Social Distancing can be trying on our mental wellbeing, but it’s not impossible to live large while keeping low.
As social distancing measures increase in severity day by day, and the reality of COVID-19 forcing us to isolate hits around the world, we’re going to need some strategies on how to adapt to this new way of living for a while.
If you’re part of the Tiny home living movement – (hint: if you’re living in a granny flat, then that’s you) you may need to be even more savvy and strategic in how you adapt. Living on the Central Coast usually means a love for the great outdoors, but we are about to enter a time where we might need to explore the great indoors.
Imagination and innovation will be the key to how we get through this disorienting time. We thought we’d share some of the best ideas on how to keep healthy as the need to stay home increases.
Make your bed and get dressed.
6 words as suggested by the writer Eizabeth Gilbert on how to start each and every day. The author of popular books such as “Eat Pray Love” is an experienced “quarantiner”, who is used to self-isolating and working from home.
It’s easy to think that just because you’re bunking down in your granny flat and no one is going to visit you that you can spend all day in your pyjamas. Sure, you can do that if you want, and by all means, indulge in it if it feels good. But as far as a long term plan, we suggest starting your day as you would any other, and the simplest way to do this is to make your bed and get dressed!
Find some fresh air.
Whether it’s opening the window and blasting a fan, or even just stepping outside your front door to do some stretching. Find a way to get some of that beautiful Central Coast nature into your life for at least 30 minutes a day. Social distancing doesn’t mean total disconnection from the real world. Nature is still your friend and is a great mental relief during stressful times.
If you do go outside for a walk make sure you wash your hands when you return!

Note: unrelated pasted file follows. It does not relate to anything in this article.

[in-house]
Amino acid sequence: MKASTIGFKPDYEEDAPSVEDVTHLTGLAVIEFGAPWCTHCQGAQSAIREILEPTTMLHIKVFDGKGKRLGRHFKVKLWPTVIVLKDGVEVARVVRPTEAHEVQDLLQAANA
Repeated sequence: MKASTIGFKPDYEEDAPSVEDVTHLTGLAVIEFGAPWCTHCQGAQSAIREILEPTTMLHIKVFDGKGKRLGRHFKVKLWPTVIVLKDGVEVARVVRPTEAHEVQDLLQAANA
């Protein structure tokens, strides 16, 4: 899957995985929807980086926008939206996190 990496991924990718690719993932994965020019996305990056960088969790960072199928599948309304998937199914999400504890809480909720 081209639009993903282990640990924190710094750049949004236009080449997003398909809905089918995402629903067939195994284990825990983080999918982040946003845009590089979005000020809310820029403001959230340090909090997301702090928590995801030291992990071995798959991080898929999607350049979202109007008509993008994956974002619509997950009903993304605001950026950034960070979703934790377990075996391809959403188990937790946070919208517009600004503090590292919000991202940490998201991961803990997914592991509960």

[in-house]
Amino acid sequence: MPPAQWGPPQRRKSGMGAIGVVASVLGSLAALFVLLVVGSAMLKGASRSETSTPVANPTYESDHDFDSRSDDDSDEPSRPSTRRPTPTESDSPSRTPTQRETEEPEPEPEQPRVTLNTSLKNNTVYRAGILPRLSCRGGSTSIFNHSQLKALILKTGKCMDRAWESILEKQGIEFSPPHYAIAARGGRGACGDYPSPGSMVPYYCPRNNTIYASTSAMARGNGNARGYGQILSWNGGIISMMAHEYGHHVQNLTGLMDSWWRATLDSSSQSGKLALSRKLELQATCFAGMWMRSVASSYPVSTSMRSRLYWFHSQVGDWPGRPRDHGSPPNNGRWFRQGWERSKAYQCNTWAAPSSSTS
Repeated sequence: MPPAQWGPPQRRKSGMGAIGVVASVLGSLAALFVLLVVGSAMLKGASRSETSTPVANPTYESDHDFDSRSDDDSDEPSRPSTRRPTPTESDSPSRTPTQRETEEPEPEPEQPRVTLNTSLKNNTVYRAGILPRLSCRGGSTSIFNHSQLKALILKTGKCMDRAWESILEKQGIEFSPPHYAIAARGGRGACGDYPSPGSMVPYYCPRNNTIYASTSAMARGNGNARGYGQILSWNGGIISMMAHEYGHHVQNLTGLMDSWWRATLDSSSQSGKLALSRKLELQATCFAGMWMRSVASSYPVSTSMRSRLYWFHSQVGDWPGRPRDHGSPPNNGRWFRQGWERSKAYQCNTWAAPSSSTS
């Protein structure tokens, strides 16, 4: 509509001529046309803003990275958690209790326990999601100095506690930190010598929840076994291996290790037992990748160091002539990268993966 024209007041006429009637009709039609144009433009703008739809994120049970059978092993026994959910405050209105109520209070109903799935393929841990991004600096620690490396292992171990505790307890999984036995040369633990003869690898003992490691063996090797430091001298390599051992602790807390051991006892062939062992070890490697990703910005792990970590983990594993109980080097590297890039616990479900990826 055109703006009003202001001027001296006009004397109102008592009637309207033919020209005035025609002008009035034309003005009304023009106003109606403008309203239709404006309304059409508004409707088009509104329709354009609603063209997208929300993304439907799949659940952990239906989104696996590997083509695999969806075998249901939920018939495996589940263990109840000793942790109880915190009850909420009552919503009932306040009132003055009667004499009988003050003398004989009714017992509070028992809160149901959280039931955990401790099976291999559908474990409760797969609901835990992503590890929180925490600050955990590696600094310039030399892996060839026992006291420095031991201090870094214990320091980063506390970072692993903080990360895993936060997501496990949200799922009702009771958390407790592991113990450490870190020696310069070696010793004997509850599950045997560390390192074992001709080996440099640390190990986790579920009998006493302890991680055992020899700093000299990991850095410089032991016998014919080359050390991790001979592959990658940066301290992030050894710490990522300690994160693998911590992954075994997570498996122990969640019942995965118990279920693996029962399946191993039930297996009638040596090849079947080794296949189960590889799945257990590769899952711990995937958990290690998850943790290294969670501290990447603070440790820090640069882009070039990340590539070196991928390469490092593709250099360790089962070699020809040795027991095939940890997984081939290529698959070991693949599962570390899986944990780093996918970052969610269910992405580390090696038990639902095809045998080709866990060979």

Stay hydrated and eat well.
It’s easy to forget to drink water when you’re staying in one spot as you probably aren’t moving around as much as you usually do. Having a fridge right next to you all day can also mean instead of eating healthy meals you just pick and snack all day. You don’t want to develop any other health problems at this time!
Take your time to think about what you want to eat and have water close by all day. We know the grocery stores are a madhouse right now, but there’s still plenty of fresh food on the shelves. This could be an opportunity to learn how to cook that new dish you’ve always wanted to but have never got around to.
Reach out to others.
It’s not hard to see that we’re probably going to miss face to face time with our friends, but that doesn’t mean you can’t have any contact with them at all. Set aside a time each day to call someone, whether it’s a friend or grandparent.
It’s amazing how little connection is needed sometimes to boost your sense of mental health. Don’t wait for someone to reach out to you, make the first initiative.
Do something creative or playful.
This might be as simple as rearranging the interior design of your granny flat. If you’re living in a granny flat there will unlikely be any more than 2 rooms, but a space can feel remarkably fresh by simply moving a couch to a different place, for example. Maybe play around with creating some extra room if you can.
Alternatively, try something that activates your brain a little more than watching Netflix over and over. Maybe it’s time to try learning that instrument you’ve always wanted to? or how about buying some paints to make something fun for your wall?
It doesn’t matter what, really, just so long as it’s something novel that feels fun and playful!
Finally, be kind to yourself and others.
This is no doubt a trying time for everyone. There are a lot of unknowns at the moment and that can make people very anxious. If you feel yourself getting overwhelmed, try to take a few deep breaths and remember that this is new terrain for everyone, and remind yourself that it’s ok to be feeling like this. We’re all in this together.